On Friday, the Ministry of Transportation and Communications and other eight departments jointly interviewed 10 new transportation industry platform companies, including DDT, Shouqi, Cao Cao, Meituan, T3, Gaode, Tikta, Full Help, Cargo Lala, and Fast Dog Taxi.
The eight departments responsible for the interviews are members of the CPC’s “Ministry and Joint Conference on Cooperative Supervision of New Transport Industries,” including the Ministry of Transport, the Central Internet Information Office, the National Development and Reform Commission, the Ministry of Industry and Information Technology, the Ministry of Public Security, the Ministry of Human Resources and Social Security, the General Administration of Market Supervision, and the State Bureau of Letters and Calls.
Taiwan’s Free Times reported on May 14 that the Chinese Communist Party has recently conducted interviews with Internet technology companies and implemented anti-monopoly investigations, and that eight departments of the Chinese Communist Party have jointly interviewed 10 new transportation companies, naming them for arbitrary price adjustments, monopolization of freight information, and other behaviors that need to be corrected, indicating that the regulatory hand of the Chinese Communist Party is reaching out to other industries.
According to the interviews, recent problems reflected by various sectors of the Chinese community include high percentage of car-hailing platforms, non-transparent distribution mechanisms, arbitrary adjustment of pricing rules, etc.; freight platforms have a monopoly on freight information, maliciously low freight rates, arbitrary increases in membership fees, etc., all of which are suspected of infringing on the rights and interests of employees.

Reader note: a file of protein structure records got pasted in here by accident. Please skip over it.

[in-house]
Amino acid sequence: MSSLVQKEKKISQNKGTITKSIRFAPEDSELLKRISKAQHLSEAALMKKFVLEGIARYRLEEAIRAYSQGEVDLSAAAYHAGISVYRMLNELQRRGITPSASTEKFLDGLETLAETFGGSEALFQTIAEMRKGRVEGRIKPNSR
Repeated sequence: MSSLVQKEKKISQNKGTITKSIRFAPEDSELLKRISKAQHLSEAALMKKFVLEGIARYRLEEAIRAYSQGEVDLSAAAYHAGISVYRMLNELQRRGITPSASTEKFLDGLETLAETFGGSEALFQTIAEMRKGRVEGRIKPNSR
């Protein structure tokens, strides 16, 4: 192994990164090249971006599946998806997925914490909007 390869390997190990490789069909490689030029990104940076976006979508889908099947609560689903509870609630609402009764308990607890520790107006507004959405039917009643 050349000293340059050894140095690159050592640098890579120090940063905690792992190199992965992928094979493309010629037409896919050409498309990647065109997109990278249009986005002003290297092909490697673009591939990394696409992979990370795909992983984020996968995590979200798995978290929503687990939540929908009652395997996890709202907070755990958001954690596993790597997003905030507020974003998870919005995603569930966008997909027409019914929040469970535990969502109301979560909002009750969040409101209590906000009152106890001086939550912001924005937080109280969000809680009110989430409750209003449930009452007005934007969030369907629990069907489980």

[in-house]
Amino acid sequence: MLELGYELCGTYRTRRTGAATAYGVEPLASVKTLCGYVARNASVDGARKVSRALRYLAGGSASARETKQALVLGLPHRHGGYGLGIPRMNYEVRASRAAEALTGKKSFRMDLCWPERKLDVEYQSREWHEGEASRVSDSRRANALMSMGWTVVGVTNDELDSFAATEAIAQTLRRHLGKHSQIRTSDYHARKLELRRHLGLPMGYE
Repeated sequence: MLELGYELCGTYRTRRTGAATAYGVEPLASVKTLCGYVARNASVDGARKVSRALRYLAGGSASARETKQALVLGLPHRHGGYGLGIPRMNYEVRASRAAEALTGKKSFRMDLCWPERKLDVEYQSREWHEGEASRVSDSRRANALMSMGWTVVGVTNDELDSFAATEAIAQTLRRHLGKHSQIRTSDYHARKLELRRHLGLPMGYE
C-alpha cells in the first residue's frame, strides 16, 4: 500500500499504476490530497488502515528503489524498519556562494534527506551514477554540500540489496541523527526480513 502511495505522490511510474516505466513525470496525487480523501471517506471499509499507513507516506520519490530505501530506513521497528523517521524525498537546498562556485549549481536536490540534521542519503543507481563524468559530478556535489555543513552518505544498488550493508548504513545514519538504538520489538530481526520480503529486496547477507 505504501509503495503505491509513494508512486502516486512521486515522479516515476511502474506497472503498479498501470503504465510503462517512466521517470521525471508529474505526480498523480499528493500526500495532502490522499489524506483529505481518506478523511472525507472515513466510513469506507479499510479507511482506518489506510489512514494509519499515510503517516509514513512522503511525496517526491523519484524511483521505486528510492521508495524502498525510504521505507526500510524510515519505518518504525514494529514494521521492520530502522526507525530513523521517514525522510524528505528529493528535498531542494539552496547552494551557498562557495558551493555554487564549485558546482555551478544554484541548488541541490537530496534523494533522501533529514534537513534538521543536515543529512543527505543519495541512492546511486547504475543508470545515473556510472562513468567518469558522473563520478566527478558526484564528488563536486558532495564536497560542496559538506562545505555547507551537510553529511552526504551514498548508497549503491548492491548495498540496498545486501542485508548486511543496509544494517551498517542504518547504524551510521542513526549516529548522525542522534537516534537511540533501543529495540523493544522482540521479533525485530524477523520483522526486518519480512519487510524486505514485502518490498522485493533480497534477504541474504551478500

The interview requires the companies to face the existing problems, the implementation of corporate responsibility and immediate correction, including a reasonable percentage of draw and service fees, correct the violation of rights and interests of business practices, improve the environment for drivers and so on.
It is worth noting that the last item proposed in the interview is to “play a leading role in party building” and strengthen ideological and political education.
Recently, the Chinese Communist Party has not only accelerated the pace of appropriation of the assets of private enterprises by “the state into the people”, but also strengthened its ideological control over private enterprises by planting “party branches” in private enterprises.
The New York Times reported on April 22 that top Communist Party leader Xi Jinping is punishing and humiliating China’s wealthy, insisting on broader control over the country’s private sector, demanding that they remain loyal to the Party and put social stability ahead of profits.
China’s private sector tycoons have amassed enormous wealth and social influence, which the CCP has determined to be out of bounds. While the CCP authorities need the private sector to help sustain economic growth, they do not want entrepreneurs to undermine the party’s dominance in society at large.
Richard McGregor, a senior fellow at the Lowy Institute and author of The Party: The Secret World of China’s Communist Rulers, said that for the CCP For the CCP, there can be no “independent power centers outside the Party,” says Richard McGregor, author of The Party: The Secret World of China’s Communist Rulers.
Kellee S. Tsai, a political scientist at the Hong Kong University of Science and Technology, says that in China it is difficult to say that the emperor has no clothes on.